Job vacancies in August were sharply higher than three months earlier, indicating recent strong job growth will continue.
An increase in job vacancies points to continued strong employment growth, with analysts forecasting 250,000 in new jobs in the coming year.
Employers were seeking to fill 203,700 positions in August, seasonally adjusted, up six per cent from May, according to the Australian Bureau of Statistics.
Vacancies in the private sector rose 6.1 per cent from May to 183,700, and in the public sector they jumped 5.2 per cent to 20,000.
Commonwealth Bank senior economist Michael Workman said the growing number should see monthly job gains in the range of 18,000 to 22,000 over the next few quarters, and 250,000 jobs added over the next year.
"It will add to the already robust jobs growth of 325,000 over the year to August," he said.
Mr Workman said that should be enough to keep downward pressure on the unemployment rate, given the very gradual downward trend in the participation rate as the population ages.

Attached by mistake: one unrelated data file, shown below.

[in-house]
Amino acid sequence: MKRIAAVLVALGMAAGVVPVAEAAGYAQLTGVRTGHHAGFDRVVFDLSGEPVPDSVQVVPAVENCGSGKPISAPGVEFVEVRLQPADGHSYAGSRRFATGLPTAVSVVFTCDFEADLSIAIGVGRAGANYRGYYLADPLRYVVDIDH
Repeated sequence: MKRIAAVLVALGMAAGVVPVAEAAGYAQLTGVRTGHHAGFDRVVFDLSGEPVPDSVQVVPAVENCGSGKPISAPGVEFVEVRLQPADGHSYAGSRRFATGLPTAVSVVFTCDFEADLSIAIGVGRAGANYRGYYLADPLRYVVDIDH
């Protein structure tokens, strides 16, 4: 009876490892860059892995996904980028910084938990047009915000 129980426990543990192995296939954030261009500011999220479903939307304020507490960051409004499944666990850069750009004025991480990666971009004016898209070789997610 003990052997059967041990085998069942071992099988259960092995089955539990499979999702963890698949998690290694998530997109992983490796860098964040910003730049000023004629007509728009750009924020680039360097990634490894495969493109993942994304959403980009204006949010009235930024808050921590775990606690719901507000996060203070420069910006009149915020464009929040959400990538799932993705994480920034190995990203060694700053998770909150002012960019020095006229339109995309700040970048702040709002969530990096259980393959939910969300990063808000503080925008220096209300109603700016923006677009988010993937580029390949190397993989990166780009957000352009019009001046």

He expects the unemployment rate to be around 5.4 per cent by the end of 2017, from its current level of 5.6 per cent.
While the vacancies trend has been shifting higher for the past year, new jobs are not uniformly shared across states, regions and sectors, Mr Workman said.
Vacancies have continued to trend higher in the mining sector, due to stronger commodity prices improving profitability and enabling more skilled labour to be utilised, he said.
Callam Pickering, Asia Pacific economist at jobs website Indeed, said vacancies have hit a record high, but there is still a high level of slack in the labour market.
"The number of vacancies per unemployed person is now at a five year low but remains well above its pre-crisis level," Mr Pickering said.
"There are many people who consider themselves underemployed who continue to search for more hours."
The Australian dollar fell following the release of the data, and was trading at 78.20 US cents at 1440 AEST on Thursday, down from 78.49 US cents prior to the release.